ART DECO  LETTERS

 

ART DECO style lettering has been a passion of mine for several years.  I love the old posters from the 1920′s and 30′s.  In fact probably most of the the monoline lettering that I have taught or used myself is some variation on a mono line style of typeface. The one I choose here is a based loosely on a style by MIG from 1903.  My dear friend Jo Forsyth shared it with me back in the fall sometime and I have been playing with it ever since, used it on my Christmas cards this year and probably should have practiced a little more before I tried it, but I just couldn’t wait.

You will recall from the AKIM CURSIVE that I suggested you can use any type of pen that works well for you but I like to give my students the option of trying to do the lettering with the same pen I used to do the exemplar.  The reason for that is that some of you will work diligently to get letters that look exactly like mine.  This is of course flattering but it becomes difficult if you aren’t using the same pen I used.  So one of my favorite pens for practicing is the ZIG WRITER.  It comes in a variety of colors and has two ends one is 1.2mm and the smaller end is .05mm.  They do come in a variety of colors, they are waterproof, lightfast (non-fading),permanent (bleed proof meaning you can watercolor over them)  Well what more could you ask for.  Oh yeah, you can carry them on a plane and they won’t leak in your purse.

The large letters were written with the 1.2mm end of the pen and the lower set were written with .05 mm end of the pen.  In addition you will note that I have used Computer bar paper to practice on and there are several reasons for this. First, it’s perfect for already having guidelines ..if you use both a green bar and white bar (or some are blue and white) you have one inch letters, and if you use just a green or white bar you have 1/2inch guidelines.  While I realize that most of you won’t be writing 1″ letters unless you are scrapbooking or doing a name on an envelope it is good to see the size in relation to width of the pen.  If you try to write really tall letters with a very fine pen point they are going to look weak and probably wobbly so bigger letters = bigger pen point.  The next reason is that you should always practice writing a new script with the largest size you can work with easily. If you start out writing very small letters to practice then its kinda like trying to learn to surf before you know how to swim.  Its good to get the feel and look of the letters at a size that you can see well then when you feel you have gotten to know them better try downsizing them.  Again remember to practice words…you won’t get the feel for spacing unless you try making words rather than just letters.  If you want to see how consistent your letters are then turn your paper upside down …once you are not trying to read it you will see immediately if your spacing is good or bad or inconsistent.  I highlights Consistent because people can often overlook poor lettering or the fact that all your  e’s don’t look the same etc but if you are inconsistent with spacing and your letters its going to hit them right between the eyes.  So work hard for consistency.  Audition your letters ( run thru the alphabet several times so that you know you are making the correct letters.  This is especially a problem if like me you use several different monoline alphabets regularly.  If you have an e from this one and r from that one and t from yet another ( and this can happen because we have letters from various alphabets that are our favorites ) then it ends up looking like a band in a parade with everyone wearing a different uniform.  Again that consistency thing.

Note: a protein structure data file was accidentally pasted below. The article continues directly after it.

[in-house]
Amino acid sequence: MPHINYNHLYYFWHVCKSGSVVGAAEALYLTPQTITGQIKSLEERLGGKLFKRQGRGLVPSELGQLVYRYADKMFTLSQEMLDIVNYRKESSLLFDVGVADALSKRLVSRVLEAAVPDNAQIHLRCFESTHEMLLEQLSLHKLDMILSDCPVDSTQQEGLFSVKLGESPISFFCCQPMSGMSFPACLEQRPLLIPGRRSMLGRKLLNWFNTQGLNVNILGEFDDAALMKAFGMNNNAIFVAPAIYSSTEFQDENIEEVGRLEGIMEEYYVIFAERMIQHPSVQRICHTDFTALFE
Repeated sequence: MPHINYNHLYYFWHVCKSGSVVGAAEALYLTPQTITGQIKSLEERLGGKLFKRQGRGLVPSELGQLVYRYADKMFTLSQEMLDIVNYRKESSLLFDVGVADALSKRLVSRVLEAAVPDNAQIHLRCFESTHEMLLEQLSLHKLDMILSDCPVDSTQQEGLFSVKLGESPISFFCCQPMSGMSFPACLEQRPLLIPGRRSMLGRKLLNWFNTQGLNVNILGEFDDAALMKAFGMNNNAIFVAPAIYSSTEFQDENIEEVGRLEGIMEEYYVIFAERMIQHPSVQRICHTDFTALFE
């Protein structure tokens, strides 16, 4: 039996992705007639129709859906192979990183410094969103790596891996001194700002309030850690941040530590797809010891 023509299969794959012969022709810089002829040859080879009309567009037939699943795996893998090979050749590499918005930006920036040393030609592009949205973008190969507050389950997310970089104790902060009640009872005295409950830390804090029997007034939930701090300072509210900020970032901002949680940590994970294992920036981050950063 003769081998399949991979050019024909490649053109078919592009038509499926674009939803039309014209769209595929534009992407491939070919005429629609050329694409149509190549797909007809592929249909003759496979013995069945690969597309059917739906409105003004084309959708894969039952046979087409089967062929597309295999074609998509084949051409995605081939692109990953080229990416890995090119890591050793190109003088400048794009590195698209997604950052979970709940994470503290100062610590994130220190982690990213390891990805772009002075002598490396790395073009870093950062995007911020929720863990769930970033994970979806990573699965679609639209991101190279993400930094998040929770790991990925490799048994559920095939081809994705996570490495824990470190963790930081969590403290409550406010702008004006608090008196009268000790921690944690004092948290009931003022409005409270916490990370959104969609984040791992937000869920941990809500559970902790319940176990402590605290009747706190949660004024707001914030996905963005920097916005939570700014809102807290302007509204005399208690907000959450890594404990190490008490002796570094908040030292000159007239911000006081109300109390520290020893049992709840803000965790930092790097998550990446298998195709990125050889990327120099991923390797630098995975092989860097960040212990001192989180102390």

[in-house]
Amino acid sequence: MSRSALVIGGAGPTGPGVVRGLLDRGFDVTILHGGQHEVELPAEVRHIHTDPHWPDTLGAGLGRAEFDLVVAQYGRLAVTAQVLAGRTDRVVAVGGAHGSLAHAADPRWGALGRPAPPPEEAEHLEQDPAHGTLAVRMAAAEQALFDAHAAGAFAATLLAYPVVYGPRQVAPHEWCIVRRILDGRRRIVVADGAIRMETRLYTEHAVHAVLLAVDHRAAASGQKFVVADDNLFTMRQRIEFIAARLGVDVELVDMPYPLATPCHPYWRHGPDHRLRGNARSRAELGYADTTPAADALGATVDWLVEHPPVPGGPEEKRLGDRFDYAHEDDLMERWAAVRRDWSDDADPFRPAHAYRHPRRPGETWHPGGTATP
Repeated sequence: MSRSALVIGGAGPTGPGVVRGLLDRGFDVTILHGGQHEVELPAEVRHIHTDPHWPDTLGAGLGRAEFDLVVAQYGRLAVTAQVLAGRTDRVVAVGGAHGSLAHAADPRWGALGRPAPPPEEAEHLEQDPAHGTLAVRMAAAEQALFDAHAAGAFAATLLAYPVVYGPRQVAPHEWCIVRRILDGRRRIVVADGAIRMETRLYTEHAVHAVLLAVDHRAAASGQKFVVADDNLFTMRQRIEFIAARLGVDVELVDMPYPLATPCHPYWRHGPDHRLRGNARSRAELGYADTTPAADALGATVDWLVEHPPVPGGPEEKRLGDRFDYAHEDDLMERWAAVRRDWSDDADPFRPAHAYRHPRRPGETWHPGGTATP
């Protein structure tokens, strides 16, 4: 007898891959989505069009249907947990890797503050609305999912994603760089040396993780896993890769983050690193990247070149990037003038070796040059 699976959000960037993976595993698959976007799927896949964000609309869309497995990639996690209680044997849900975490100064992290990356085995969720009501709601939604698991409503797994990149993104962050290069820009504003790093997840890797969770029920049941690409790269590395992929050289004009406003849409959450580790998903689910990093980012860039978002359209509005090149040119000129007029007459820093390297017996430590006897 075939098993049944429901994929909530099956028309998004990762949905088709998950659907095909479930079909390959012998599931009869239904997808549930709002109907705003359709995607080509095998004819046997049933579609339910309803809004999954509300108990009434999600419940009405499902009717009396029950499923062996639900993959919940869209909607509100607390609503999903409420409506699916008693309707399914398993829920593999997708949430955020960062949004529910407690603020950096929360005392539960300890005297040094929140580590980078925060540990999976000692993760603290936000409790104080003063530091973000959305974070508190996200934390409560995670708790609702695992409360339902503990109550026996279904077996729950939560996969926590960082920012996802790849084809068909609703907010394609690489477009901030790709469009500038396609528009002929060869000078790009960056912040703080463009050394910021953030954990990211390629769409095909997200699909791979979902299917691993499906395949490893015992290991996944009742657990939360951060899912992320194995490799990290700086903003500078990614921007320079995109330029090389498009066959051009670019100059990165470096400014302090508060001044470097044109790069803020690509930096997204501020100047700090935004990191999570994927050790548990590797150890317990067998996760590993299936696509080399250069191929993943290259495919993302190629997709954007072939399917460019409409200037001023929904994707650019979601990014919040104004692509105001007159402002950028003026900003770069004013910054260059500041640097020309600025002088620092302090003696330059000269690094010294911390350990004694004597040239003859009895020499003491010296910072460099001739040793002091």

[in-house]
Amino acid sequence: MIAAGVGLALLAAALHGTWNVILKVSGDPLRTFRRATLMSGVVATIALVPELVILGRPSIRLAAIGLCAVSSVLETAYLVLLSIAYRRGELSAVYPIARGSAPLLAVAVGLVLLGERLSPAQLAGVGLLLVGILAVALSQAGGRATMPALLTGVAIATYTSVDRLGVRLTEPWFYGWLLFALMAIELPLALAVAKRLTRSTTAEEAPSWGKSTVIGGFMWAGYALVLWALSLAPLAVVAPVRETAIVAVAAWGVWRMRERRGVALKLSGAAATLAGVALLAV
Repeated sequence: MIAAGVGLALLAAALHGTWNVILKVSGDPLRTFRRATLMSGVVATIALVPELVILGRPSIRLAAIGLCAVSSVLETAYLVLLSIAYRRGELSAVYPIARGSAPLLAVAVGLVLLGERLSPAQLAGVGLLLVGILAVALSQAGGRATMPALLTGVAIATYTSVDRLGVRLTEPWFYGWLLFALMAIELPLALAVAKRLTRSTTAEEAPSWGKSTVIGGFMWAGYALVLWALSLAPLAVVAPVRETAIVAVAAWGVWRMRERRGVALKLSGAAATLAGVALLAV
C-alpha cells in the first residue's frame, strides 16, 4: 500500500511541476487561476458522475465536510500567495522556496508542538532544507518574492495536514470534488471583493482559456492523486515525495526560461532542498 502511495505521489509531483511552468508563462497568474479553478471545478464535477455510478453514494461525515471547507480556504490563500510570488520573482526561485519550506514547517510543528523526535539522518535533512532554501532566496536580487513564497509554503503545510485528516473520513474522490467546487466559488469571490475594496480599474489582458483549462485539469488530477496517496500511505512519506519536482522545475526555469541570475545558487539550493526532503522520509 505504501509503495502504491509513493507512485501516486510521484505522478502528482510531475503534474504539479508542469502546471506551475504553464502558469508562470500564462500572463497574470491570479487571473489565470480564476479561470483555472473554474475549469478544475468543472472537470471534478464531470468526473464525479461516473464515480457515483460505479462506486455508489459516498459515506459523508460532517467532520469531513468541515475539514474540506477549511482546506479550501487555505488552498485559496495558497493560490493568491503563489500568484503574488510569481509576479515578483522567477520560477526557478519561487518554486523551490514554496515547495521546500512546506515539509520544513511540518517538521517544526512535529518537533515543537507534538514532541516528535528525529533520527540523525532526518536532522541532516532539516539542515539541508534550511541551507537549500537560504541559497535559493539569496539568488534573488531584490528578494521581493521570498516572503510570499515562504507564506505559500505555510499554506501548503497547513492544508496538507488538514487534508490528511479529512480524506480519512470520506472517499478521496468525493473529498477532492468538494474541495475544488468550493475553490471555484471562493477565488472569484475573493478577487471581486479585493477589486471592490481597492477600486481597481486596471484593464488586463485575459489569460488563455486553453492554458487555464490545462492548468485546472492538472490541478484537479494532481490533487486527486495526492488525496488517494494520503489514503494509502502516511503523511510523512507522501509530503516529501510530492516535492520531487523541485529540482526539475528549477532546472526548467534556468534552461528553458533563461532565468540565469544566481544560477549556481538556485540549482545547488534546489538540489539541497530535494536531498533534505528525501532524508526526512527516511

HINTS ABOUT CERTAIN LETTERS:

These letters are basically tall and narrow the widest letters are both the M and W.

If you look at the upper letters you will notice that there are two C’s that’s because I mixed up this  alphabet with another which the C, E, G,  have more of diagonal slant line for the down stroke.  The second C with the curved rather than diagonal down stroke is the better letter and the one that actually goes with this alphabet. But if you choose to do the diagonal them MAKE SURE THAT you use that same stroke for the E and G. Again you want your band all wearing the same style of uniform

The letter O is not ROUND it is Oval and rather flat on the top and bottom..you may need to practice this or even trace mine till you get your hand to obey. Go slowly this is not written quickly.

The Q I love my guess is this where that crazy cursive Q came from that always looked like a #2 rather than a letter.  In any case I make it by first making a rather oval smaller o then pick up your pen and place it about half way down the left side of the bowl and make a diagonal line down to baseline then pull back for foot.

Also please note that the cross bars are all curved slightly, I know this seems like a small thing but it makes the alphabet really special, I think.  I also curved the cross bar on the top of T. So that means A, H, T, N…just slightly curved.

I’d love to hear from you with questions or have you send  me samples of your work.  While I love getting SNAIL MAIL …you can send it digital.

As always thanks for stopping by.  I love reading comments good or bad.

2 thoughts on “ART DECO LETTERS

  1. Hi Kath,
    Have never tried this letterform and will do so soon. Thanks for sharing it with us. Have some birthday envelopes to address today and this might just be the time. Hugs.

Leave a Reply